Emma Cultural Context

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Emma by Jane Austen
Cultural context
The novel I have studied is Emma by Jane Austen.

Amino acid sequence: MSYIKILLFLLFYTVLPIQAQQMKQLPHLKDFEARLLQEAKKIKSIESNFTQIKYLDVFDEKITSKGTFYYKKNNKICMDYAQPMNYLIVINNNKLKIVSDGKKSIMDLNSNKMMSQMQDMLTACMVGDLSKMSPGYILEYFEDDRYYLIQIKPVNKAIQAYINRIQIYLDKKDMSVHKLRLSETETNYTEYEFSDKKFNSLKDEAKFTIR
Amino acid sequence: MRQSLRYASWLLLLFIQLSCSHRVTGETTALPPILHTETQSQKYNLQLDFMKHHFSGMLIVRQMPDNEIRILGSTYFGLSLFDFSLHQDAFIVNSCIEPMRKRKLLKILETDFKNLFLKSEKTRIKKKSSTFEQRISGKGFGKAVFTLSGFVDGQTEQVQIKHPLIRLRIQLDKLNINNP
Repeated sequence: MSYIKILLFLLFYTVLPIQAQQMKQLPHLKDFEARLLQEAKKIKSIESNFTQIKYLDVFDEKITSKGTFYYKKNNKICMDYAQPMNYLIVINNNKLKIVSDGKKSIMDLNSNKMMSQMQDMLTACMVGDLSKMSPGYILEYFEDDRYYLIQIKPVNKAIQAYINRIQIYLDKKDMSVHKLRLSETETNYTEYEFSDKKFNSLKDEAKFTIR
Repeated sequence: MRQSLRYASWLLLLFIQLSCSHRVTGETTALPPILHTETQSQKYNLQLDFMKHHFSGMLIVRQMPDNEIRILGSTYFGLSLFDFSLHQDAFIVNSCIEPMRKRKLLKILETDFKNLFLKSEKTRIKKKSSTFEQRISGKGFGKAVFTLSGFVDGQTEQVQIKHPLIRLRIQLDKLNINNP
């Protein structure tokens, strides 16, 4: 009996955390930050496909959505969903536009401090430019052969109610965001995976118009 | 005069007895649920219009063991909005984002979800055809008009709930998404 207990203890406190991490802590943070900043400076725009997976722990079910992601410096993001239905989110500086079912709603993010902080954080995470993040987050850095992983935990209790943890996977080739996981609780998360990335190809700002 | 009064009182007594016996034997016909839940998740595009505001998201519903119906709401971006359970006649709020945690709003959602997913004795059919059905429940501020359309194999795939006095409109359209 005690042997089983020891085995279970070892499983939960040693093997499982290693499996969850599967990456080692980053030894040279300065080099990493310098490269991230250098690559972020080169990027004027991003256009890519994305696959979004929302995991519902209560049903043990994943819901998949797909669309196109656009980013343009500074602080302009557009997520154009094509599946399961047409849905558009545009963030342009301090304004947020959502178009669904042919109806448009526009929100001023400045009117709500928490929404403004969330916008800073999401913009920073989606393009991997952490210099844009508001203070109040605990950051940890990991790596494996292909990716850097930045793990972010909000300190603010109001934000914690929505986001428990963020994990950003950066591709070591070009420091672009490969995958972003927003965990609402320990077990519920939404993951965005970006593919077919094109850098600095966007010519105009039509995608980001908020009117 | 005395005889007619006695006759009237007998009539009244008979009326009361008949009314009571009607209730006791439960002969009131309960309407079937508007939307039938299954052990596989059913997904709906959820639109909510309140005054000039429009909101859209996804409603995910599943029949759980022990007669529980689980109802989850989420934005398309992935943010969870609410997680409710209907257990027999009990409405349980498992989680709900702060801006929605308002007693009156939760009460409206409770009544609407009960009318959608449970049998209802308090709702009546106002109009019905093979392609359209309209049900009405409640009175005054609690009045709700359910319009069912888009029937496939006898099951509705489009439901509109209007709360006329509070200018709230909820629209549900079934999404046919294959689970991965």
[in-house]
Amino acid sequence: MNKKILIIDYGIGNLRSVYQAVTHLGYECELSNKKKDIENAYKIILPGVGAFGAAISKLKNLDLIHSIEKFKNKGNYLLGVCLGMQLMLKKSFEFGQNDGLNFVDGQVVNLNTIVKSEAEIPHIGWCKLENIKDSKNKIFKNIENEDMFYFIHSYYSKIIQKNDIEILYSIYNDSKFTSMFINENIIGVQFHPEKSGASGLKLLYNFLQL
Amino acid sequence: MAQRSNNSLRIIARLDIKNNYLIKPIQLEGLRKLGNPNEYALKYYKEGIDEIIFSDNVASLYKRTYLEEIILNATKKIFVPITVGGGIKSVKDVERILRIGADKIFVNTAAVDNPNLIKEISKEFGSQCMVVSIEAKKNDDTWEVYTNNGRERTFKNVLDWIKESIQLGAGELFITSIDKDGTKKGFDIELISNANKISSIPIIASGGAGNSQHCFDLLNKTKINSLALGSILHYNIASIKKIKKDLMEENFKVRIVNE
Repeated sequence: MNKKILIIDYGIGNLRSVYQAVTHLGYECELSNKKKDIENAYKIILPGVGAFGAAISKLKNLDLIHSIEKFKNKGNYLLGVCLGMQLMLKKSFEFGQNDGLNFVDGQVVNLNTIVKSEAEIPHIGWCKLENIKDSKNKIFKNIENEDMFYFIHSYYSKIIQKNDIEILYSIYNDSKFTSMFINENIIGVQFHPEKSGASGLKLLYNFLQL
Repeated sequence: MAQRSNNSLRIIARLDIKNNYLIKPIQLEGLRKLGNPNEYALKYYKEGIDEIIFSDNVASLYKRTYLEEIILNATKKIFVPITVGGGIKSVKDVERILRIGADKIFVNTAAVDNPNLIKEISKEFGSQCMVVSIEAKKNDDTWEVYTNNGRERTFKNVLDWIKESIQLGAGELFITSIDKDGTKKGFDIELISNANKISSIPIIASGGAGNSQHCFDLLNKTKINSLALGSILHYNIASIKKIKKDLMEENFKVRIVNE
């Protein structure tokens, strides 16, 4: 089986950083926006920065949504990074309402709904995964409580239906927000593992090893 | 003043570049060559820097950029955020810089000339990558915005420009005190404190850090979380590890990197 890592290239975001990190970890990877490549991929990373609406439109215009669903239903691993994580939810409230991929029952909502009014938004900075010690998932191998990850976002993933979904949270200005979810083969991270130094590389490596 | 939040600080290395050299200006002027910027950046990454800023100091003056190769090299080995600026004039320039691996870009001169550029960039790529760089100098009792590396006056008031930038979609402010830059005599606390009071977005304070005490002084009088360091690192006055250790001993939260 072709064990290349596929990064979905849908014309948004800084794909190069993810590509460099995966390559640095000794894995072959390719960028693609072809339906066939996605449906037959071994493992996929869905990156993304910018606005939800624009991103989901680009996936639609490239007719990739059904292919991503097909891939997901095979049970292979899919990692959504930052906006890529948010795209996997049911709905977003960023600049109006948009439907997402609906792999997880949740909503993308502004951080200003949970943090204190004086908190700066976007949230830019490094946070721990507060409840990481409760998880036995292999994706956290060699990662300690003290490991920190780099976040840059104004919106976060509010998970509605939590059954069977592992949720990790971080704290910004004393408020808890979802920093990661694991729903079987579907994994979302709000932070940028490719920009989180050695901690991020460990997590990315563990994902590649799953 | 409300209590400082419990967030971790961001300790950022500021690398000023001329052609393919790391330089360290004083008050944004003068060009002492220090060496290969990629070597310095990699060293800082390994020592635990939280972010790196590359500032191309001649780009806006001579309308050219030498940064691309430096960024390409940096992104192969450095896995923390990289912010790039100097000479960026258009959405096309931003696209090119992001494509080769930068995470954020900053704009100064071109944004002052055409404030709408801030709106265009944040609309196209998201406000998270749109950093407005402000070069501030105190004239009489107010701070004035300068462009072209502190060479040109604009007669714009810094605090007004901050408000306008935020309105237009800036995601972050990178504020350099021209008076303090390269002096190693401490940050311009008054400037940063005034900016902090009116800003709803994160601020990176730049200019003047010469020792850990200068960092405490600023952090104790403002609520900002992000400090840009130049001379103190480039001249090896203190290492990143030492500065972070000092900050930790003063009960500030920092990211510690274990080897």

The cultural context to which we are introduced in the novel 'Emma' by Jane Austen, is the world of the middle classes in the nineteenth century. In this essay I will look, firstly, at the role of women in this world. I will examine the very limited opportunities a woman had in terms of education and finding a career which would allow her to live an independent life in the world of the novel. Secondly, I will discuss how Austen potrays the importance of social status in the carefully-structured affair of society. Finally, I will examine how marriage worked in Austen's time. Throughout the novel of 'Emma' Austen gives us an insight to what her life was like in 1816, which was when the novel was published. In my essay I will explain the cultural context of this novel. Throughout the novel of 'Emma' we see women have very limited opportunities and are treated like second class citizens in relation to work in the world of Jane Austen. We see that the only work opportunity for women is to become a governess. Of course, Emma woodhouse would never become a governess because she was “handsome, clever, and rich, with a comfortable home and happy disposition,” Emma “had lived nearly twenty-one years in the world with very little to distress or vex her.” Emma could do what she wanted because of her wealth but that can't be said for most of the other characters in the novel such as Jane Fairfax, Harriet and Miss Bates. Jane, Harriet and Miss Bates are all poor.But Jane and Harriet have more in common by the fact that both are about the same age, beautiful, of good character, and orphans. They each know that if they do not marry above their social ranking, then they will live in poverty and at the mercy of others. Even though Jane is educated, talented and very much equal to Emma she has no wealth and must become a governess unless she marries someone with a high social standing. On the...
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